Another parkgoer, Derek — who asked that we not use his full name — called his visit to Shanghai Disneyland last month “a very flexible experience.”
He said he needed a park reservation and used an app to navigate the visit, but “I didn’t make reservation at restaurants” nor did he buy any skip-the-line services “because [I] went on a weekday when Chinese children are all at school.”
Outside of the United States, Disneyland parks provide a “Premier Access” service, which allows visitors to buy access to a shorter line on one ride, or in some locations, a broader range of attractions, for one fee, according to the parks’ websites.
At Hong Kong Disneyland, purchasing this service for eight attractions costs 329 Hong Kong dollars ($42), though costs for the service at Disneyland Paris are considerably higher.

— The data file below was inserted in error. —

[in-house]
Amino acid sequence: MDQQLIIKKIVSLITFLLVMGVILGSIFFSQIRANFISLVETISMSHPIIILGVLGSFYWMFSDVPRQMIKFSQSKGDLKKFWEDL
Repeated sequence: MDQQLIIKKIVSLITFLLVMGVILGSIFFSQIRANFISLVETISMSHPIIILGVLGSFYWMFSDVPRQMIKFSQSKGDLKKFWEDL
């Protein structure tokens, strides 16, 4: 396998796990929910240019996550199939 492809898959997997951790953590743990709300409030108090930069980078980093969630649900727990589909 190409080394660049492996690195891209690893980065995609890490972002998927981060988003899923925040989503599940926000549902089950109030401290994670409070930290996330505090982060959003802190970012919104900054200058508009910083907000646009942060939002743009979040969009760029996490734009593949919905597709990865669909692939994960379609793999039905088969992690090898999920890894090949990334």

‘Don’t rush it’
“A great Disney trip, if it’s your first time, is seven to nine days,” Alder said. “Don’t rush it.”
Alder said travelers need at least four days to visit the parks, but staying beyond this allows visitors to see them at a more leisurely pace.
Plus, there is so much more to Disney World than the theme parks, he said. He called Disney World an “amazing spa destination” and said Disney Springs, formerly known as Downtown Disney, has shopping, live music and fantastic restaurants.
There’s also boating, golfing and biking, plus an array of activities called the “Enchanting Extras Collection” which include horse-drawn carriage rides, tequila tastings, helium balloon rides and backstage access tours.
These are the types of activities he said he planned for his own four-day birthday party at Disney World, where he and 35 friends played mini golf, rented Surrey bikes, and booked Animal Kingdom’s “Wild Africa Trek,” which Alder called “one of the most fun experiences ever.”
The group also did a tequila tasting at Epcot, he said.
“That is a super tough reservation to get,” said Alder. “That’s the difference between people just showing up … and really getting into the detailed world of Disney planning.”